Article

Response of Atrial Fibrillation (AF) to Pulmonary Vein Antrum Isolation (PVAI) is directly related to resumption and delay of Pulmonary Vein (PV) conduction

Klinikum Coburg, Landkreis Coburg, Bavaria, Germany
Circulation (Impact Factor: 14.95). 09/2005; 112(5):627-35. DOI: 10.1161/CIRCULATIONAHA.104.533190
Source: PubMed

ABSTRACT The role of pulmonary vein (PV) isolation in ablative treatment of atrial fibrillation (AF) has been debated in conflicting reports. We sought to compare PV conduction in patients who had no AF recurrence (group I), patients who could maintain sinus rhythm on antiarrhythmic medication (group II), and patients who had recurrent AF despite antiarrhythmic medication (group III) after PV antrum isolation (PVAI).
PV conduction was examined in consecutive patients undergoing second PVAI for AF recurrence. We also recruited some patients cured of AF to undergo a repeat, limited electrophysiological study at >3 months after PVAI. All patients underwent PVAI with an intracardiac echocardiography (ICE)-guided approach with complete isolation of all 4 PV antra (PVA). The number of PVs with recurrent conduction and the shortest atrial to PV (A-PV) conduction delay was measured with the use of consistent Lasso positions defined by ICE. Late AF recurrence was defined as AF >2 months after PVAI with the patient off medications. Patients in groups I (n=26), II (n=37), and III (n=44) did not differ at baseline (38% permanent AF; ejection fraction 53+/-6%). Recurrence of PV-left atrial (LA) conduction was seen in 1.7+/-0.8 and 2.2+/-0.8 PVAs for groups II and III but only in 0.2+/-0.4 for group I (P=0.02). In patients with recurrent PV-LA conduction, the A-PV delay increased from the first to second procedure by 69+/-47% for group III, 267+/-110% for group II, and 473+/-71% for group I (P<0.001). When pacing was at a faster rate, A-PV block developed in all 5 of the group I patients with recurrent PV-LA conduction.
The majority of patients with drug-free cure show no PV-LA conduction recurrence. Substantial A-PV delay is seen in patients able to maintain sinus rhythm on antiarrhythmic medication or cured of AF compared with patients who fail PVAI.

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    • "Durable transmurality of the ablation lines is considered the gold standard for the current treatment of atrial fibrillation (AF). One of the key aspects of AF treatment consists in ablating the pulmonary vein (PV) ostia, generally one of the thickest areas of the left atrium, obtaining their electrical disconnection [1] [2] [3]. Many technological refinements were introduced in recent years to ameliorate the efficacy of ablative energy sources, in particular bipolar radiofrequency (RF) lesions proved to be reproducibly transmural and contiguous on the cardiac muscle [4] [5]. "
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    European journal of cardio-thoracic surgery: official journal of the European Association for Cardio-thoracic Surgery 02/2015; 47(5). DOI:10.1093/ejcts/ezv016 · 2.81 Impact Factor
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    • "Some of these structural changes occur as a precursor of onset of the disease and some occur as a direct consequence of AF and further entrench the persistence of the condition—hence the expression that " Atrial fibrillation begets atrial fibrillation " [14]. One functional metric of the state of AF substrate in a patient is the detection of pre-existing low voltage tissue (or fibrosis)[15], which predicts subsequent procedural success with high fidelity. However, pre-existing voltage levels in the heart can only be determined through invasive electrophysiology study of the atrium (electroanatomical mapping). "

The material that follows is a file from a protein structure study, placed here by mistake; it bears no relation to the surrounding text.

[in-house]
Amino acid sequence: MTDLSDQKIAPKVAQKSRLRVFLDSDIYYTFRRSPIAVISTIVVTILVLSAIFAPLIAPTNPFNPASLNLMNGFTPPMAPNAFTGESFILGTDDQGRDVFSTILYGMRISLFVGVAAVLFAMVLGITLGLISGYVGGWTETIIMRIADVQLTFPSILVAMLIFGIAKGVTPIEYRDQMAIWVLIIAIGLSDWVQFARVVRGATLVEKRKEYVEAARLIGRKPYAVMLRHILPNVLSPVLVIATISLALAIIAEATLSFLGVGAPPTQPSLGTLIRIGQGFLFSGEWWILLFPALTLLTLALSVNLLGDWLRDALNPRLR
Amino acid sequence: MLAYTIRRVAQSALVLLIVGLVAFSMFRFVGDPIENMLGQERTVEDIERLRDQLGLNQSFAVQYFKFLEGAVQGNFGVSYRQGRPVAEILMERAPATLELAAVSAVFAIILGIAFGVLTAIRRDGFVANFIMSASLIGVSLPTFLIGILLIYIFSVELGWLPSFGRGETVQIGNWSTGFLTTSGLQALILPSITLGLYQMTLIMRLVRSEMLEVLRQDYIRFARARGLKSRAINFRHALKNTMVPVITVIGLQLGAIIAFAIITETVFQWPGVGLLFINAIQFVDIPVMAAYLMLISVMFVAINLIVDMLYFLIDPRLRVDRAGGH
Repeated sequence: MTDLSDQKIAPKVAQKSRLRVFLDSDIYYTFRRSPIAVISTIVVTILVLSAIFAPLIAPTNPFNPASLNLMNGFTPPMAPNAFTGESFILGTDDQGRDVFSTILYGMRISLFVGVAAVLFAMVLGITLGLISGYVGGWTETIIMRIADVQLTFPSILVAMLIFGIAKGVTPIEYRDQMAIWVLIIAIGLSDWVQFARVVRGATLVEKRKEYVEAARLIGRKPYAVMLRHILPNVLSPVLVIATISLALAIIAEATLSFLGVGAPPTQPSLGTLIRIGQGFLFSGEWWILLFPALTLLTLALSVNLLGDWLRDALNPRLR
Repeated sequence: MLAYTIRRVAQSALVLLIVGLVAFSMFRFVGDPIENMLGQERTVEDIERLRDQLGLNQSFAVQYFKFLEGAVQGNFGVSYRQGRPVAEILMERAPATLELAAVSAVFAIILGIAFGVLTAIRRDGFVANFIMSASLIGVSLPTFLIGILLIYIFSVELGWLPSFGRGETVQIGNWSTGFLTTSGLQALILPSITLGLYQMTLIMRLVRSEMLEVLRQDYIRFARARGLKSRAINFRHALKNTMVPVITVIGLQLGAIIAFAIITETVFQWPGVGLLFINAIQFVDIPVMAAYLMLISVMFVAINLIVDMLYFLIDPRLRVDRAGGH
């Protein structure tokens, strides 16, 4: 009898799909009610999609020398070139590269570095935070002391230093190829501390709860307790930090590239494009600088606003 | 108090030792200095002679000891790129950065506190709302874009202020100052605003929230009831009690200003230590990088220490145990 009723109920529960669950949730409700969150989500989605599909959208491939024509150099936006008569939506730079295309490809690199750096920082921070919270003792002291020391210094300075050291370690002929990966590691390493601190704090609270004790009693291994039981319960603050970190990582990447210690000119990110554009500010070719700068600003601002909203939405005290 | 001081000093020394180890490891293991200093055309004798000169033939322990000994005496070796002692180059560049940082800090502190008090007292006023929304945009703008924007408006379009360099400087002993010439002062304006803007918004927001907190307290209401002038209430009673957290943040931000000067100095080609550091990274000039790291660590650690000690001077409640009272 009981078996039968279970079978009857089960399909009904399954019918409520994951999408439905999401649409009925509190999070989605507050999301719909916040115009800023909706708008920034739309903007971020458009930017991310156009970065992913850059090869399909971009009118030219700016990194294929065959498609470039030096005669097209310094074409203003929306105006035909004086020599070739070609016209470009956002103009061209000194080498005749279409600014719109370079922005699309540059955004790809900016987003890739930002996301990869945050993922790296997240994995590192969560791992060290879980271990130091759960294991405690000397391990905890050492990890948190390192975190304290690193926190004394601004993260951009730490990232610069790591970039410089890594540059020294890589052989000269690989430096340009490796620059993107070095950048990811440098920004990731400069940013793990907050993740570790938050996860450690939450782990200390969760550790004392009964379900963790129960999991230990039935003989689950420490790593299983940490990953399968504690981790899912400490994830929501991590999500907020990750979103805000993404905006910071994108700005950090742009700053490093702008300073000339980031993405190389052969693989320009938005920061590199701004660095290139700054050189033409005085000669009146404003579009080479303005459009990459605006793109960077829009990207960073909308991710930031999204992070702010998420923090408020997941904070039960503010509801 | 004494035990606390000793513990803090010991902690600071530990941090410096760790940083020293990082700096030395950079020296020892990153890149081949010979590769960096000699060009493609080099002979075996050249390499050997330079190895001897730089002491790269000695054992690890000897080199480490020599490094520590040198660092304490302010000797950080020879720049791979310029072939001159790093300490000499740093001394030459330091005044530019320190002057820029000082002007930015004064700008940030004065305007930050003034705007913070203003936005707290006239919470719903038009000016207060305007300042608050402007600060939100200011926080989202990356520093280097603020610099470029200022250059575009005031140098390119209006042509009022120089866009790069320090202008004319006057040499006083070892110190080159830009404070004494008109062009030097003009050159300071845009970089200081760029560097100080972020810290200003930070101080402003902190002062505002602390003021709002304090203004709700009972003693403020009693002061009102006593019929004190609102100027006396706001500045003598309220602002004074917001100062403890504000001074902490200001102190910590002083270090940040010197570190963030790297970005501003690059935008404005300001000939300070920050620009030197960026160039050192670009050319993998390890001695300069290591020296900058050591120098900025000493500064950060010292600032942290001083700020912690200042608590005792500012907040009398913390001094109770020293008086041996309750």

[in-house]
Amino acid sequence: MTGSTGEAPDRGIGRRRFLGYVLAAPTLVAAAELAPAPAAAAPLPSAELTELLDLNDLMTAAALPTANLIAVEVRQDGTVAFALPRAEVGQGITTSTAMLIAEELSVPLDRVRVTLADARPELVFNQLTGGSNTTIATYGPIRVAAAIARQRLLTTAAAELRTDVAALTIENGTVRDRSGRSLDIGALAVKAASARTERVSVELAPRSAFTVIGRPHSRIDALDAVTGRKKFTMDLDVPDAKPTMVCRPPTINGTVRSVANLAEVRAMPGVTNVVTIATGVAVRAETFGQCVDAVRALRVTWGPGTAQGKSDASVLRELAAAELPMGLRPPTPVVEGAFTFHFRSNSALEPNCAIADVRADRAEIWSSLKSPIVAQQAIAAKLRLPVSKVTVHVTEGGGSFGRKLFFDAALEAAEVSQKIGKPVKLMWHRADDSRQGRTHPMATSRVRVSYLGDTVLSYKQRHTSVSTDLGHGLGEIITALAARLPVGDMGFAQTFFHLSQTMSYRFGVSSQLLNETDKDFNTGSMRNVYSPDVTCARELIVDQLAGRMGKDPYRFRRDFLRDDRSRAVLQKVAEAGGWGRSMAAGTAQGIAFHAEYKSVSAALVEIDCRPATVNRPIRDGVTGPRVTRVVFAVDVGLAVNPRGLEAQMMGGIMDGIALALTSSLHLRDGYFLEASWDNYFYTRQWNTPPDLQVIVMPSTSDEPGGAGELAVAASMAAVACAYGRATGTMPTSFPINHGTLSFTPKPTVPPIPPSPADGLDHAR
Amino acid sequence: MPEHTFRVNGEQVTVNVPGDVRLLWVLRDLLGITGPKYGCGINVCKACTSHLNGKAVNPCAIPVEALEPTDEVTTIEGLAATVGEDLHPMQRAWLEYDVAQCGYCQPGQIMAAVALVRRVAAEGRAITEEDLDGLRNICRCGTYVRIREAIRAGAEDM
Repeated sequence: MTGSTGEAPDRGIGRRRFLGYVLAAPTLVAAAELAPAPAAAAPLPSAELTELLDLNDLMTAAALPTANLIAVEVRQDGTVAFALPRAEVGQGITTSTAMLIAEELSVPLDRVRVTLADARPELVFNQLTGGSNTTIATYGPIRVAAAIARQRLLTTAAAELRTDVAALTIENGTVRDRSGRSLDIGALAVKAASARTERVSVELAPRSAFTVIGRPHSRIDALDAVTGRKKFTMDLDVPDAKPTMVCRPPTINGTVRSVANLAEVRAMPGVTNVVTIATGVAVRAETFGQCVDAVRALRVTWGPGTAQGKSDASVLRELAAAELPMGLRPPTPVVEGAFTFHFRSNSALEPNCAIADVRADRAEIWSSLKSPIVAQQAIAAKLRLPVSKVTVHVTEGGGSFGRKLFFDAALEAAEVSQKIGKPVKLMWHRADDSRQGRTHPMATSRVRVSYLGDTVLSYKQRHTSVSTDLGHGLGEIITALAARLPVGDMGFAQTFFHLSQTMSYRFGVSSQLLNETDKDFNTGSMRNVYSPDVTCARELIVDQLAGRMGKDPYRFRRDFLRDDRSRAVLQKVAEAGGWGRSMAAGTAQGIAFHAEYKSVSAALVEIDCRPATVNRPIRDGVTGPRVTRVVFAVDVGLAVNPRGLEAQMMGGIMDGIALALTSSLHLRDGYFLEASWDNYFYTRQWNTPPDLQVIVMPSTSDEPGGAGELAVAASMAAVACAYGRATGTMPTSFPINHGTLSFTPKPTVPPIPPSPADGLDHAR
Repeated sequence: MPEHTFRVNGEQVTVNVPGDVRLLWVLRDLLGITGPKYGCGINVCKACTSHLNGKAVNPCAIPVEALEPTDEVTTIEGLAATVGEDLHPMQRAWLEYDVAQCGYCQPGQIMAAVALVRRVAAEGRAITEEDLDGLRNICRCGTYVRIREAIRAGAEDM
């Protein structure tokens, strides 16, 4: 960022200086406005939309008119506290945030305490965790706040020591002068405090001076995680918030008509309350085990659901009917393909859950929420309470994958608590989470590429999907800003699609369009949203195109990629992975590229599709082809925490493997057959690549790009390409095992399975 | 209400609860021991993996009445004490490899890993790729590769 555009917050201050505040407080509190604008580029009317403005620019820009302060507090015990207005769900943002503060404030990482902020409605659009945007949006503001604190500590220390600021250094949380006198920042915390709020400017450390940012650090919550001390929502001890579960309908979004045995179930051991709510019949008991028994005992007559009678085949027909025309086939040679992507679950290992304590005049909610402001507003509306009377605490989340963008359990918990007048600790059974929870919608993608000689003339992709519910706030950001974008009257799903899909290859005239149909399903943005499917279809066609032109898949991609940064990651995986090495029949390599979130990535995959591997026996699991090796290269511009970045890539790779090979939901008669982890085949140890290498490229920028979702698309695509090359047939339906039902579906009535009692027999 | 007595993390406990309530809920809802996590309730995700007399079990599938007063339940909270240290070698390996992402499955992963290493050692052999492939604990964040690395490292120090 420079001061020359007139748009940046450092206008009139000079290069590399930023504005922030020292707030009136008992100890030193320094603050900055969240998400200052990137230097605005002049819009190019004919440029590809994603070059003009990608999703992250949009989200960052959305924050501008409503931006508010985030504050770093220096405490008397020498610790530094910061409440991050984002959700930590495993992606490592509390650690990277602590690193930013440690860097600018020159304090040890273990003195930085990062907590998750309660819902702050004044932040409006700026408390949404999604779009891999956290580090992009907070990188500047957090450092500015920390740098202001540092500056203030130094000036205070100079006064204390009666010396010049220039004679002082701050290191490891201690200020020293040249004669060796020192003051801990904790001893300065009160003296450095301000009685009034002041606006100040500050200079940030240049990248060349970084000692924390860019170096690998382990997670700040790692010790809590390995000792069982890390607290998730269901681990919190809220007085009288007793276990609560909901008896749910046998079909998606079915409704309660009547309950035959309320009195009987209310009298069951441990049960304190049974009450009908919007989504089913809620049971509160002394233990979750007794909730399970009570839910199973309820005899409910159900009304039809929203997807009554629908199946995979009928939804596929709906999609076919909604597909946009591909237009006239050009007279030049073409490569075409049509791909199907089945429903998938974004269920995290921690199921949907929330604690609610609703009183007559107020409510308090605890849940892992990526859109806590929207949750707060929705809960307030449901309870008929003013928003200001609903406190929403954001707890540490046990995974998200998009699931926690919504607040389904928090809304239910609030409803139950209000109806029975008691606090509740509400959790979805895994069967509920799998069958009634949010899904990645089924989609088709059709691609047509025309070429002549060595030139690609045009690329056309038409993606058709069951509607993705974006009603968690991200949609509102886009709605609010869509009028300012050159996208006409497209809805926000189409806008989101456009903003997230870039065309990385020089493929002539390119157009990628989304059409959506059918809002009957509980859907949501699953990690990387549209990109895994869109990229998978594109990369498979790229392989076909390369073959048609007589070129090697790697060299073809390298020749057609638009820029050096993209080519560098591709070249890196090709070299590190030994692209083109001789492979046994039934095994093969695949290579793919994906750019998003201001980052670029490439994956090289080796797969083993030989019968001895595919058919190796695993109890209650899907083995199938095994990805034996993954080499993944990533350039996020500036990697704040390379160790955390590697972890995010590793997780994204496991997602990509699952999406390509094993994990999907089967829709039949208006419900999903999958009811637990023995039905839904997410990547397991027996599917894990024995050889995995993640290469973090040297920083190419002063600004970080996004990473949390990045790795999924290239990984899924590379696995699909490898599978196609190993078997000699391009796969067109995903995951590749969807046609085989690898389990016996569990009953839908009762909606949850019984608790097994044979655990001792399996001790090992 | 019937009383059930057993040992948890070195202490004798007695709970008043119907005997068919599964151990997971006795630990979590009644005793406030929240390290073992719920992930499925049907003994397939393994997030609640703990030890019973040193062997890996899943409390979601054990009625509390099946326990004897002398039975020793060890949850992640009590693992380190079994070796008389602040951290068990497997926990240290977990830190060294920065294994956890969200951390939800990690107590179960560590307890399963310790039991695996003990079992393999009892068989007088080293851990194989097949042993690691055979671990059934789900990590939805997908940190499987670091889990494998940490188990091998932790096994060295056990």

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    ABSTRACT: NDICE 1. Introdução 2. Ablação baseada dos Gatilhos 3. Ablação baseada no Substrato i) Eletrogramas fracionados complexos (ii) Frequência dominante (iii) Plexo Autonômico Ganglionar 4. A necessidade de Estudos Clínicos 5. Referências www.cardios.com.br Introdução A ablação por radiofreqüência da fibrilação atrial (FA) emergiu como uma técnica muito efetiva para o tratamento desta atormentadora arritmia. Quando a ablação da FA foi primeiramente descrita por Haissaguere et al, quase há dez anos, a técnica foi focada na eliminação de desencadeadores de FA, se originando grandemente das veias pulmonares (VPs) 1 . Nos pacientes com FA predominantemente paroxística e pouca doença cardíaca estrutural, este paradigma permanece de sucesso, com as evidências confirmando que a eliminação de todos os possíveis gatilhos via isolamento das veias pulmonares (IVP) previne com sucesso a recorrência da FA. Contudo, as altas taxas de sucesso dos procedimentos de IVP não foram reproduzidas em populações com FA mais persistente ou permanente. Nestes pacientes, tem havido mais interesse na identificação de elementos críticos do substrato atrial requeridos para manutenção da FA. Visando os alvos chamados "substrato", é esperado que a ablação da FA possa conseguir melhores taxas de cura num espectro maior de pacientes. Enquanto os marcadores d substrato da FA têm sido propostos como potenciais alvos para ablação, a eficácia do uso de tais alvos não é bem conhecida. Além do mais, se tais alvos devem ser eliminados sozinhos, ou em conjunto com outros gatilhos ainda não é bem entendido. Ablação Baseada nos Gatilhos O objetivo da maioria das técnicas de Ablação da FA presentes hoje em dia é "desconectar" eletricamente as VPs do resto do átrio pela ablação ao redor da origem das veias. No seu artigo original Haissaguere et al demonstraram que na maioria dos pacientes com FA paroxísticas, isoladas (94%), os gatilhos focais para FA foram encontrados em uma ou mais VPs 1 . Embora os locais fora das VPs também possam ser gatilhos da FA, isto é menos comum, ocorrendo em não mais do que 6-10% dos pacientes com FA paroxística 2 . Logo, a maioria das técnicas de hoje em dia são focadas na ablação ao redor das veias pulmonares. Isto tipicamente envolve lesões circunferenciais ao redor e fora de todas as quatro veias pulmonares com objetivo de conseguir a desconexão elétrica entre as VPs e o átrio esquerdo (AE) 3 . Embora esta técnica tenha muitos nomes e variações, incluindo "isolamento antral das veias pulmonares", "ablação circunferencial VP", ou isolamento extra ostial", os grupos de lesões produzidos pelos procedimentos são todos muito semelhantes. As taxas de sucesso também são similares, com uma análise combinada demonstrando sucesso numa média de 80% 4 . As evidências também sugerem que o sucesso de tais procedimentos de ablação é diretamente relacionado a eliminação da condução entre as VPs e o AE. Verma et al estudaram pacientes após o isolamento antral da VP e encontraram que naqueles com desfecho com sucesso tiveram significativamente mais VPs isoladas quando comparados aos que falharam 5 . Além disso, os pacientes que foram responsivos as medicações antiarrítmicas tinham mais atraso na condução entre o AE e as VPs versus os que não foram responsivos. Ouyang et al também encontraram que a recorrência da condução AE-VP foi o achado predominante nos pacientes com arritmia recorrente após o isolamento antral das VPs 6 . em ambos estudos, os pacientes foram curados com sucesso pelo re-isolamento do antro das VP. A maioria dos pacientes nestes estudos tinha FA paroxística e isolada. Estes resultados não são necessariamente aplicáveis para populações de FA mais resistentes. Além disso, o isolamento antral amplo das VP requer um grupo mais extenso de lesões, que apresentam riscos incluindo a perfuração e o AVC. Lesões adicionais e alternativas podem ser requeridas para modificar o substrato atrial da manutenção da FA, além da ablação gatilho-baseada.